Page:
FWIW, Zwerneman has mentioned several times via Twitter that he thinks Houston is the most logical Big 12 replacement.

Iowa and Iowa State ditch the horrific Cy-Hawk trophy: The people at Iowa Corn apparently have a heart (those folksy Midwesterners):

"The overwhelming feedback has been negative," he said. "Because we've listened ... people want something different than what was proposed last week. And we as Iowa corn growers and the farmers we represent, we want people to be happy."

A temporary trophy will be designed for this year's game on Sept. 10. Fans will be able to suggest a design for the more permanent replacement.

I had a couple good ideas, but none that compared to MGoBlog's recommendation: "a hawk in an F16 shooting a missile at a tornado." As long as the hawk is eating corn, that's a winner.

Under Armour trying to out-ugly Nike: Somebody in the Under Armour design department thought it'd be totally awesome to give Maryland a turtle-shell helmet pattern since, you know, they're the Terrapins. The result is as bad as you'd expect:

Stop. Just stop.

Monday, August 22, 2011

Karma wins in hilarious fashion

Is this the most predictable announcement of the offseason or the most predictable announcement in the history of everything?
The Oakland Raiders selected former Ohio State quarterback Terrelle Pryor in the third round of Monday's supplemental draft.

Oakland took Pryor with the 18th selection of the round. By selecting Pryor, the Raiders now will not pick in the third round of the 2012 NFL draft.
I can't think of a better place for an immature, slightly unstable developmental project. When Al Davis and Terrelle Pryor get together, everybody wins.

Friday, August 19, 2011

Catching up makes ridiculous-looking trophies

AP releases its unbiased and irrelevant poll: The AP preseason poll came out Monday and looked pretty much the same (at least at the top) as the coaches poll, with Oklahoma at No. 1, Alabama a little behind at No. 2 and Oregon at No.3. The margin between Oklahoma and Alabama is slightly smaller in the AP poll, but the top two are still clearly defined and comfortably ahead of everybody else.

Notable stuff:
  • Boise State is fifth (up from seventh in the coaches poll) and has two first-place votes, which is more than fourth-place LSU has.
  • Auburn is 23rd, the lowest ranking for a defending national champion since Minnesota in 1961. Yeah, Minnesota.
  • Texas is unranked for the first time since 1998, which was (not coincidentally) Mack Brown's first year in Austin.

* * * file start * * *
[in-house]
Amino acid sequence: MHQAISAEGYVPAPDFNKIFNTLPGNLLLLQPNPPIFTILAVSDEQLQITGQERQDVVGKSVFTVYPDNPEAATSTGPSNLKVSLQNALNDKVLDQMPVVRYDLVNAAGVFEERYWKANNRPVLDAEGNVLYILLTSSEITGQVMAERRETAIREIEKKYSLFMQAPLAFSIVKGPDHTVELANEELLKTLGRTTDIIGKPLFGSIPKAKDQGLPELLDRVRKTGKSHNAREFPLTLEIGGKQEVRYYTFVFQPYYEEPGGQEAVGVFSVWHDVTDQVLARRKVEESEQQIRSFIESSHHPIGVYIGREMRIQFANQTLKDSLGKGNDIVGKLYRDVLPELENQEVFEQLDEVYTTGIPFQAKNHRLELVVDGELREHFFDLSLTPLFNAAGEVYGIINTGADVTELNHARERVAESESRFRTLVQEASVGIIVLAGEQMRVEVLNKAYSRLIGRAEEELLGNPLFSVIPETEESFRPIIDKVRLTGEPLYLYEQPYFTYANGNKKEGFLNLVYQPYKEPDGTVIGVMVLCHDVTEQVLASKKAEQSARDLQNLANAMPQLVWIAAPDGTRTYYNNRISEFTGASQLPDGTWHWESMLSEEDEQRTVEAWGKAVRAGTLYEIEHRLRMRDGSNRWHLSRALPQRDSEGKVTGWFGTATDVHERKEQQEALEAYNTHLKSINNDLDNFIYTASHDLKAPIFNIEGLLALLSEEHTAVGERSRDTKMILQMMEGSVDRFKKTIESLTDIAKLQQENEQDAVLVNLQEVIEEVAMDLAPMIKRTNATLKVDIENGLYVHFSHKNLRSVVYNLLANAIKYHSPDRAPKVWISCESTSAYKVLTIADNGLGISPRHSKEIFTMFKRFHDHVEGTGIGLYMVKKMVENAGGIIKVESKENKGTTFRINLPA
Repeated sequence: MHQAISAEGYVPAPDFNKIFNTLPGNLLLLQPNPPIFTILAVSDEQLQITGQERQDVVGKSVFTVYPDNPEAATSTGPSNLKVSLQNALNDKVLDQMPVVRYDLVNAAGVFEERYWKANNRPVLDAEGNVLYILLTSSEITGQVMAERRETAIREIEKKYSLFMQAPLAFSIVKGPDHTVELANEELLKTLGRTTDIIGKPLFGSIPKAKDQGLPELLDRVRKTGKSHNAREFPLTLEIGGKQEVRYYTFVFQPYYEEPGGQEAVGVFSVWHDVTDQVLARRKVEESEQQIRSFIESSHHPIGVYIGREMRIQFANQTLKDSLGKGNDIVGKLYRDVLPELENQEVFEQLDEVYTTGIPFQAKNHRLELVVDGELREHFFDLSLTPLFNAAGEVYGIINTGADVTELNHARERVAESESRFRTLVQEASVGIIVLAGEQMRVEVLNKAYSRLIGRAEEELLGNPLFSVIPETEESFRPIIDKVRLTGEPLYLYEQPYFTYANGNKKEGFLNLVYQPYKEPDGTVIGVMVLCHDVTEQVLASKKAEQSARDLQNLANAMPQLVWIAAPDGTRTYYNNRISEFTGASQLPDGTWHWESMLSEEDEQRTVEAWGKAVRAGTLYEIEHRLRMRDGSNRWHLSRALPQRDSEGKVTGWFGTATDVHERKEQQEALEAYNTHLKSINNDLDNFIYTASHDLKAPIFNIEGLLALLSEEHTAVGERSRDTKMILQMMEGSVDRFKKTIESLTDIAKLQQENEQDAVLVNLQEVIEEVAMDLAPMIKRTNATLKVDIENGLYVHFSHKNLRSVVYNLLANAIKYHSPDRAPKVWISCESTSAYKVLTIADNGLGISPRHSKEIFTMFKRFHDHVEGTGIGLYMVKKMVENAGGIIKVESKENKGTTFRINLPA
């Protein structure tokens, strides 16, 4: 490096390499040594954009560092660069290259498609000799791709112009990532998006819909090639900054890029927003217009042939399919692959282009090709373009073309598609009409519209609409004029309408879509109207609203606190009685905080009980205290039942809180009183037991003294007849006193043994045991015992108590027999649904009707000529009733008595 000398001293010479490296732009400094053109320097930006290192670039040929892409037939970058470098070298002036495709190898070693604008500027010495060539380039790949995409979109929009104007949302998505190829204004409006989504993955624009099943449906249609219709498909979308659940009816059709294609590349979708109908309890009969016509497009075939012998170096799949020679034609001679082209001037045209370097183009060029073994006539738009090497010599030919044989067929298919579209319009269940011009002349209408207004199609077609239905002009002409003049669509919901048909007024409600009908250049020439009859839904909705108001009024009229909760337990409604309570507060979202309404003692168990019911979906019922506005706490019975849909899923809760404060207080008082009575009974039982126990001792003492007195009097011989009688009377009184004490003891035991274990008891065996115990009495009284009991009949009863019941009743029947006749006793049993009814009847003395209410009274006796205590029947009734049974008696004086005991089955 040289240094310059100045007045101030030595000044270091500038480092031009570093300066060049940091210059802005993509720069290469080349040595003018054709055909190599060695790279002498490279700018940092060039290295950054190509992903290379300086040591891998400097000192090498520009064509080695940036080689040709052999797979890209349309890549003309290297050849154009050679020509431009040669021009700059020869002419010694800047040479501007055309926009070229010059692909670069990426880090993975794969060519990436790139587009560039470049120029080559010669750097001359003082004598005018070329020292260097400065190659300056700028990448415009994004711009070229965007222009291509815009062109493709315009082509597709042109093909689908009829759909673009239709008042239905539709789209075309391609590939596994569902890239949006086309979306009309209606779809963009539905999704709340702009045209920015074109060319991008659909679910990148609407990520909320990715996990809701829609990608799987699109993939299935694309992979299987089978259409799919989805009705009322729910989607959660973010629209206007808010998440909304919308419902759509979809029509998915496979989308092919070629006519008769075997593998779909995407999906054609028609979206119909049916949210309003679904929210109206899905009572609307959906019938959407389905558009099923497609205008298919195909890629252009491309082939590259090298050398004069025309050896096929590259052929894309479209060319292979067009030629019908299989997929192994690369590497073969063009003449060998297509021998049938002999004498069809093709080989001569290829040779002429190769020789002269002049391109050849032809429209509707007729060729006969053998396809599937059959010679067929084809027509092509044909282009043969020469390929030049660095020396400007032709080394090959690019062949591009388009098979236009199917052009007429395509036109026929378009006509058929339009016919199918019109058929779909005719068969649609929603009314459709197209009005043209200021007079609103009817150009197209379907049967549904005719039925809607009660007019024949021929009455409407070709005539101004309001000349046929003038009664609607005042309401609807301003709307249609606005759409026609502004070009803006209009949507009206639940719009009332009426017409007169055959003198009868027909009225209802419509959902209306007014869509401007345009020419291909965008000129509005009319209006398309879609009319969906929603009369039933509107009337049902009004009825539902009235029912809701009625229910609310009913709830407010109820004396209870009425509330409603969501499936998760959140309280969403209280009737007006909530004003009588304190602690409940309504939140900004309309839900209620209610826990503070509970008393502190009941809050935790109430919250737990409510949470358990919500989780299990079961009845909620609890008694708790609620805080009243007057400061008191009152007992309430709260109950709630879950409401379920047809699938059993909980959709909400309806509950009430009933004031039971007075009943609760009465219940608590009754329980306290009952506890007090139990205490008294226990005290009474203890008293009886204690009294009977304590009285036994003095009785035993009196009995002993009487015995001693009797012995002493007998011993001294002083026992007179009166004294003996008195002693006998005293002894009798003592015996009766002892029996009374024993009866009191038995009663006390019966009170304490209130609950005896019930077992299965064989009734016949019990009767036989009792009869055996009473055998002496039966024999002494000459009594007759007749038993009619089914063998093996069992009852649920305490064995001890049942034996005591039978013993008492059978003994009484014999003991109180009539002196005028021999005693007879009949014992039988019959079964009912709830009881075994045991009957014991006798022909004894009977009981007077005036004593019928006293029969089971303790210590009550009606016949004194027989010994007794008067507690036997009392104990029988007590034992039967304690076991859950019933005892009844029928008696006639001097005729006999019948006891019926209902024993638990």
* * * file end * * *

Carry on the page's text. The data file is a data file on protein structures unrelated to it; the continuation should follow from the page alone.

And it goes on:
• There are a whopping eight SEC teams in the top 25, including five (!) from the SEC West. Does Texas A&M really wanna run that gauntlet?
  • USC is 25th (they were ineligible for the coaches poll).
  • Michigan is 38th and essentially ranked eighth in the Big Ten. Boo.
As always, preseason polls are meaningless yadda yadda yadda.

Auburn picks a quarterback: Unsurprisingly, Gene Chizik announced this week that redshirt junior Barrett Trotter will start at QB for Auburn in the season opener. Trotter is the only guy on the roster with game experience, although it's not exactly significant: He was 6 for 9 last year for 64 yards. Trotter was nominally competing with redshirt sophomore Clint Moseley for the starting job, but the big question was whether freshman Kiehl Frazier would show up and be too good/athletic to keep off the field; that wasn't very likely for a summer enrollee and apparently didn't happen.

So the job is Trotter's to lose. He'll probably get about about a three-game trial -- Auburn opens with Utah State but then faces Mississippi State and Clemson -- and if he struggles against the real teams, the guess here is that Frazier gets some snaps in Week 4 against Florida Atlantic in anticipation of the SEC West onslaught in October.

But given Gus Malzahn's history, Trotter will probably be fine and the offense will somehow end up among the best in the conference.

Montel Harris out a month with knee injury: Possibly the most overlooked elite running back in the country, Boston College's Montel Harris -- the preseason pick for ACC player of the year -- will miss the next month after undergoing surgery for a torn meniscus in his knee. That means he'll be out for the rest of camp and (roughly) the first two or three games of the season, but it could be longer if the recovery doesn't go as planned.